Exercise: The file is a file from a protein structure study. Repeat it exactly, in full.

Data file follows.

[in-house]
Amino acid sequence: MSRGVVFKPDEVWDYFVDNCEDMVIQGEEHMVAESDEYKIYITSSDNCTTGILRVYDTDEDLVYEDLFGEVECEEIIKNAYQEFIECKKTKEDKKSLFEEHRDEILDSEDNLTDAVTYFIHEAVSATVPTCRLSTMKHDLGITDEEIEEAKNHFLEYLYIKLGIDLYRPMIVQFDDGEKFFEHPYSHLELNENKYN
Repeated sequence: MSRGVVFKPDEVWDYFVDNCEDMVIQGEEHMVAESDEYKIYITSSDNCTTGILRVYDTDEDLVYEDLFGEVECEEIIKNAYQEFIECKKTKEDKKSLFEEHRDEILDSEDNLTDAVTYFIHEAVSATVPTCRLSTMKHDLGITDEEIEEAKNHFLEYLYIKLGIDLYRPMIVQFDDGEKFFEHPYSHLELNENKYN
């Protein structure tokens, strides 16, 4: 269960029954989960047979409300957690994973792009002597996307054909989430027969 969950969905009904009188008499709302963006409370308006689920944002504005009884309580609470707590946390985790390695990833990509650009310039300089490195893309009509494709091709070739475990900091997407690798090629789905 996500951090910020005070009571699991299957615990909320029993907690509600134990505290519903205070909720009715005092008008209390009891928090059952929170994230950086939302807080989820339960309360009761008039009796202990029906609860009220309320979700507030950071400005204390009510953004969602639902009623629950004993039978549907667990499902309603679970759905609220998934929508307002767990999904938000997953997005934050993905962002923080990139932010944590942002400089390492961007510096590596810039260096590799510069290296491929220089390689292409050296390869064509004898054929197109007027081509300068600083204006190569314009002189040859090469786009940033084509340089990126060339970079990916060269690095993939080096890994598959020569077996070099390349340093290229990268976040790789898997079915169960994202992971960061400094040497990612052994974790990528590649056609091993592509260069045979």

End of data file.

[in-house]
Amino acid sequence: MSRGVVFKPDEVWDYFVDNCEDMVIQGEEHMVAESDEYKIYITSSDNCTTGILRVYDTDEDLVYEDLFGEVECEEIIKNAYQEFIECKKTKEDKKSLFEEHRDEILDSEDNLTDAVTYFIHEAVSATVPTCRLSTMKHDLGITDEEIEEAKNHFLEYLYIKLGIDLYRPMIVQFDDGEKFFEHPYSHLELNENKYN
Repeated sequence: MSRGVVFKPDEVWDYFVDNCEDMVIQGEEHMVAESDEYKIYITSSDNCTTGILRVYDTDEDLVYEDLFGEVECEEIIKNAYQEFIECKKTKEDKKSLFEEHRDEILDSEDNLTDAVTYFIHEAVSATVPTCRLSTMKHDLGITDEEIEEAKNHFLEYLYIKLGIDLYRPMIVQFDDGEKFFEHPYSHLELNENKYN
């Protein structure tokens, strides 16, 4: 269960029954989960047979409300957690994973792009002597996307054909989430027969 969950969905009904009188008499709302963006409370308006689920944002504005009884309580609470707590946390985790390695990833990509650009310039300089490195893309009509494709091709070739475990900091997407690798090629789905 996500951090910020005070009571699991299957615990909320029993907690509600134990505290519903205070909720009715005092008008209390009891928090059952929170994230950086939302807080989820339960309360009761008039009796202990029906609860009220309320979700507030950071400005204390009510953004969602639902009623629950004993039978549907667990499902309603679970759905609220998934929508307002767990999904938000997953997005934050993905962002923080990139932010944590942002400089390492961007510096590596810039260096590799510069290296491929220089390689292409050296390869064509004898054929197109007027081509300068600083204006190569314009002189040859090469786009940033084509340089990126060339970079990916060269690095993939080096890994598959020569077996070099390349340093290229990268976040790789898997079915169960994202992971960061400094040497990612052994974790990528590649056609091993592509260069045979």